Human rights group, Amnesty International, has responded to the claim by the Nigerian military, that the organisation is working to destabilise the country, saying that it is not engaging in sabotage.
Amnesty International Nigeria Chair, Auwal Musa, who debunked the claims of the Nigerian Army on Monday at the unveiling of its report, “Harvest of Death: Three Years of Bloody Clashes Between Farmers and Herders”, in Abuja, said the shut down is not the solution to negligence.
“My response to the military threat to shut down Amnesty International or any human right organisation operating in Nigeria, is that – it is not the solution to the negligence or the failure to the untimely response to the issue of human rights and providing security for Nigeria,” he remarked.
Musa, stressed that his group is not a political organisation and also not a threat to anyone.
According to him, “We are not a threat, we are not joining issues with anybody, we are not agents of destruction and we are not a politically-motivated organisation,” he said. “Amnesty is not engaging in sabotage, but to help in ending the violence in the country”.
He advised the military to look at the recommendations the Organization has made to the government and address them. “Your right can be protected today, that same right can be violated tomorrow and if you do not have a voice to speak on behalf of the voiceless, there would be a problem. The perpetrators of political impunity and corruption at all levels in the country would not want the violence to end”, he noted.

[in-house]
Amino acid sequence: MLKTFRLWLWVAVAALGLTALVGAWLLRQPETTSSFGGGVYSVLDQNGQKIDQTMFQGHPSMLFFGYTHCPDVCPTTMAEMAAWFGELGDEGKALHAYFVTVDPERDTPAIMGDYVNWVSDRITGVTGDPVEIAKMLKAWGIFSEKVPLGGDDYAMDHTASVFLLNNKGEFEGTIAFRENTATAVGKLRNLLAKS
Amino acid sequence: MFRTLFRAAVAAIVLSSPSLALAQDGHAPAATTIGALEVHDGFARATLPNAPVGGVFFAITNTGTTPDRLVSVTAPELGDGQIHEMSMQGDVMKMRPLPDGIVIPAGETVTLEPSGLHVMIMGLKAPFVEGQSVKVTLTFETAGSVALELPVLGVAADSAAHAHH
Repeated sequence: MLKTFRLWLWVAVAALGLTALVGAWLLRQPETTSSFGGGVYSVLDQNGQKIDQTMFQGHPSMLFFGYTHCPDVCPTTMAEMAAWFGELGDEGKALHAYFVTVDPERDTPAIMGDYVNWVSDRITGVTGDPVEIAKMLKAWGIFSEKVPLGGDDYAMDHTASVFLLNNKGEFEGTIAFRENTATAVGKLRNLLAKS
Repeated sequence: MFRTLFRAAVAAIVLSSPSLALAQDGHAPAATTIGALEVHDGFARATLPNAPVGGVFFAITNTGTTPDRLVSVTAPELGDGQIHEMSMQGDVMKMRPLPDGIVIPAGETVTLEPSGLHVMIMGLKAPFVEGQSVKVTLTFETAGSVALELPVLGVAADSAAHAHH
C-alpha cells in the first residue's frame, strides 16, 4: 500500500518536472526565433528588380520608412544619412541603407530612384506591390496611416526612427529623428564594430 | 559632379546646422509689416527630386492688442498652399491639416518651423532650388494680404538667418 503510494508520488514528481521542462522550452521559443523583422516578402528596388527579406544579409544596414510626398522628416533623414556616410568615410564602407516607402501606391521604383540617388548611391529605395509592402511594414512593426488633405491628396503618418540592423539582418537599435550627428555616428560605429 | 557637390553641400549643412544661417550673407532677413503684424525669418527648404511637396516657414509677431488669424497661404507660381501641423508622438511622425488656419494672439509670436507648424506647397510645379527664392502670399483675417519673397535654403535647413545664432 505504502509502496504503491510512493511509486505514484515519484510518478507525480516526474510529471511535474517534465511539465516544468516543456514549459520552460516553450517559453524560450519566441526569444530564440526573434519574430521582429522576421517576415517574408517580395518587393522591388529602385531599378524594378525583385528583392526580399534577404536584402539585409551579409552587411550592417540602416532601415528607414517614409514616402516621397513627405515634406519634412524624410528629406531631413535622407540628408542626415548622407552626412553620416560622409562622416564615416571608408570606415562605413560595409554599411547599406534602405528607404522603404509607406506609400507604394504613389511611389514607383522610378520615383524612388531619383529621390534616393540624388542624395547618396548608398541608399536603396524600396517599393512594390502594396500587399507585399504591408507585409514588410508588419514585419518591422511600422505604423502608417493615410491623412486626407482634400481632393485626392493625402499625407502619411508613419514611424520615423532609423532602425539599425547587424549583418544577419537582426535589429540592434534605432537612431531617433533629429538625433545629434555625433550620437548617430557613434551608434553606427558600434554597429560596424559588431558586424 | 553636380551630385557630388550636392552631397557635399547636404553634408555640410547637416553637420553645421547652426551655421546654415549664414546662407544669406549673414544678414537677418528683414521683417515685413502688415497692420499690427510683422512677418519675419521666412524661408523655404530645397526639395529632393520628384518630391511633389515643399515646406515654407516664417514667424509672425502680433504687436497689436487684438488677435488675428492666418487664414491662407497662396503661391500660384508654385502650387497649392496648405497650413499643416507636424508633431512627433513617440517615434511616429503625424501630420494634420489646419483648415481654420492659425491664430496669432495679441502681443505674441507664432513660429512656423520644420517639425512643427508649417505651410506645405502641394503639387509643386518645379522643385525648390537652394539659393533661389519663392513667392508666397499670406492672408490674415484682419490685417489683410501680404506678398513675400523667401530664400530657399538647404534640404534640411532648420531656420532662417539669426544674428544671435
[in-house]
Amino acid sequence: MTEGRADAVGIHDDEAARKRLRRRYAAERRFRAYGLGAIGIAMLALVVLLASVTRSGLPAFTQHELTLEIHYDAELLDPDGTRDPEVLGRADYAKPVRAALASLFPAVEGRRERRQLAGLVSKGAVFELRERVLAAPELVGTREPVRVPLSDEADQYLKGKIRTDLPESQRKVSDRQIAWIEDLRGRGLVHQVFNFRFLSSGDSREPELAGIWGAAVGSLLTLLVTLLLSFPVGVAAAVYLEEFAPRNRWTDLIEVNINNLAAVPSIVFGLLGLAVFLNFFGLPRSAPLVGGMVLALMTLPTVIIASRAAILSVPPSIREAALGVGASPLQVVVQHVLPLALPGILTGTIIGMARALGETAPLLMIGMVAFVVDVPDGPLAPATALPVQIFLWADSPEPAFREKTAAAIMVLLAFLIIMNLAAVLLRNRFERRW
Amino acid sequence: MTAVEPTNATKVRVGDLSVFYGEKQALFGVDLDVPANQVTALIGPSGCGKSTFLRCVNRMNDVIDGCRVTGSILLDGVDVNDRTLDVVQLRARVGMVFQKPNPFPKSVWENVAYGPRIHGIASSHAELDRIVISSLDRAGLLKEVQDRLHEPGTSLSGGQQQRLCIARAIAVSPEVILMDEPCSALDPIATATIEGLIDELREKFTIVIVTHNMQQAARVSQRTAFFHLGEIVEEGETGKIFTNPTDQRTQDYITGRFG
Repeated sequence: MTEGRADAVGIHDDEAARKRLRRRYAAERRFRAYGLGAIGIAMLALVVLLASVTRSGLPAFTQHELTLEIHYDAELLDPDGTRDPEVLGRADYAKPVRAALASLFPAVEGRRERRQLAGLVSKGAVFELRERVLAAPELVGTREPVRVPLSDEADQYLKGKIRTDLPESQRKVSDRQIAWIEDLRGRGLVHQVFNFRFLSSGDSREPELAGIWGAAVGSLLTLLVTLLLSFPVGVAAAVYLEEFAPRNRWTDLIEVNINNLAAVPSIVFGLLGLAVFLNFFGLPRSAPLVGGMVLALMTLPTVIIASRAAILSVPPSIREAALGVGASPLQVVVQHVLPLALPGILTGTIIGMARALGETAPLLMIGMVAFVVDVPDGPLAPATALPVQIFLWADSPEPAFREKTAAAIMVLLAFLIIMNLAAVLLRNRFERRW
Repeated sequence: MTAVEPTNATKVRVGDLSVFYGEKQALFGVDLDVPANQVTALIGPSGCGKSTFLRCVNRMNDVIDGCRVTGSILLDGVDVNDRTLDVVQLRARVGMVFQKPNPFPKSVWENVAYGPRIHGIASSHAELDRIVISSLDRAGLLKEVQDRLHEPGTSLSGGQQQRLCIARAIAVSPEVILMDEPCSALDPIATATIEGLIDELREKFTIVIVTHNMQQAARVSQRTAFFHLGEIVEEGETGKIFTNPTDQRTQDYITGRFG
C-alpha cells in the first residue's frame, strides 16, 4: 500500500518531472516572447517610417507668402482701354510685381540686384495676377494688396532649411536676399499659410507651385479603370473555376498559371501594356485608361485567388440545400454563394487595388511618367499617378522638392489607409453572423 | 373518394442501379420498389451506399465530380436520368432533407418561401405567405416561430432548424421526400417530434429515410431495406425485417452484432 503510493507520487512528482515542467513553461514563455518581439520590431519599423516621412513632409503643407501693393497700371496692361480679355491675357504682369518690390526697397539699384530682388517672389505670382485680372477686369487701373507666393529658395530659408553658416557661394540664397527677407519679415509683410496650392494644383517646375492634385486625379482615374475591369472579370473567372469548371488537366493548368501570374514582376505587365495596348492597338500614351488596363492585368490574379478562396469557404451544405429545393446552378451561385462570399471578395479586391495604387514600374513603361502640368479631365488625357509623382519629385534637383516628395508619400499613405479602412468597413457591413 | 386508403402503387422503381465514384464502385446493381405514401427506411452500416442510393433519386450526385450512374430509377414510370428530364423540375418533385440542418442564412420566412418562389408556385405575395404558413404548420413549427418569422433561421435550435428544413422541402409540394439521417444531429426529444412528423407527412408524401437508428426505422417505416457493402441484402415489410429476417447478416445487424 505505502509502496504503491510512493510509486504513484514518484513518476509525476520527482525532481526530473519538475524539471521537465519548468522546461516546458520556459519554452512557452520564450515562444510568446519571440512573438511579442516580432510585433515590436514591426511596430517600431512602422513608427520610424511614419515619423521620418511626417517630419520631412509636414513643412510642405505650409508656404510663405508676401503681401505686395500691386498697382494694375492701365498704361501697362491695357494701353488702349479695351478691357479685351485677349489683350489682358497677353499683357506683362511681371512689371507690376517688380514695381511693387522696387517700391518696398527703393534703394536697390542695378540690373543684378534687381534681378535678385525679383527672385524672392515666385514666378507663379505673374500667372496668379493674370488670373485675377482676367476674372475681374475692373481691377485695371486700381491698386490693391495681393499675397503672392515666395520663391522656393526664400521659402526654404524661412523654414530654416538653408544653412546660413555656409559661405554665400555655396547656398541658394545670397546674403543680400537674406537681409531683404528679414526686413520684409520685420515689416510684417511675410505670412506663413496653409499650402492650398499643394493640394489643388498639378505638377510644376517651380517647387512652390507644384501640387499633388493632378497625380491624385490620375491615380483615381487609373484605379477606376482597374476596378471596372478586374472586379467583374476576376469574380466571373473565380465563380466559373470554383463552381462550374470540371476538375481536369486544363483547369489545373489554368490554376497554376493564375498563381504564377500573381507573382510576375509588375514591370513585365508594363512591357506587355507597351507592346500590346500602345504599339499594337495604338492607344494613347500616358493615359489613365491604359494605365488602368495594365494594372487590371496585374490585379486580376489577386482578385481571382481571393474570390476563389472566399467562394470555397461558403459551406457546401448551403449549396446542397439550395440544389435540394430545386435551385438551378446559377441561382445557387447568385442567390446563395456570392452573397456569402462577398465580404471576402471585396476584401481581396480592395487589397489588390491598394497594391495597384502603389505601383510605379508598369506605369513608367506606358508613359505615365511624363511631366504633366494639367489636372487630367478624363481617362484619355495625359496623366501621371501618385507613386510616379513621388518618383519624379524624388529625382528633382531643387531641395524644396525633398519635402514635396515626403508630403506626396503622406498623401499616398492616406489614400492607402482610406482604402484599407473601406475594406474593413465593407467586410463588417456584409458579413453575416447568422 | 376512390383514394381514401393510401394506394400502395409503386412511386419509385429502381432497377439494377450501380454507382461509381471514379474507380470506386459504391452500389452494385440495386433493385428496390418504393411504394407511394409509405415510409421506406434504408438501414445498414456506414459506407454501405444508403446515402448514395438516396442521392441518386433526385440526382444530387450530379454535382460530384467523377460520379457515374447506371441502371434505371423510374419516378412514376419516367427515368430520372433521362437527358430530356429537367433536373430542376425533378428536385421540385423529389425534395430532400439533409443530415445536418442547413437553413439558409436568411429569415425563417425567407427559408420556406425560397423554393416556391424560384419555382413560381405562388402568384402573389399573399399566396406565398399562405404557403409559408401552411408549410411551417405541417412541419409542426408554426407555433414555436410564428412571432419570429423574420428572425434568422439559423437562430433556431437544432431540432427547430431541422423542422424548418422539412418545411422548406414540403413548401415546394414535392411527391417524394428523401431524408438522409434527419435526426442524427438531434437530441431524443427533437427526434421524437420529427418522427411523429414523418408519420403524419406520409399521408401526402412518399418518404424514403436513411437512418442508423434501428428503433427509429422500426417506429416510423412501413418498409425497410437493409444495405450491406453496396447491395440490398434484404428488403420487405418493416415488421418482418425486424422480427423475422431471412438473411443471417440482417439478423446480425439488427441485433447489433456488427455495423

Recall that the Army spokesperson, Sani Usman, in a statement on Monday, alleged Amnesty International had engaged in clandestine sponsorship of dissident groups to protest, as well as make unfounded allegations against the leadership of the Nigerian military.
On the other hand, Musa said Amnesty International only want individuals at high levels to work together to end the killings in Nigeria, adding that government at all levels have failed to take permanent and proactive measures to prevent the incidents.
“Amnesty just wants the government together with security agencies, religious leaders and community leaders to work together and end the violence,” he said. “Sometimes, some of the government officials are just quick in dismissing the findings rather than study some of these reports so as to be able to take proactive measures”.
He added that some government officials at the local, state and national government get these early warning signs, but do nothing to avoid it.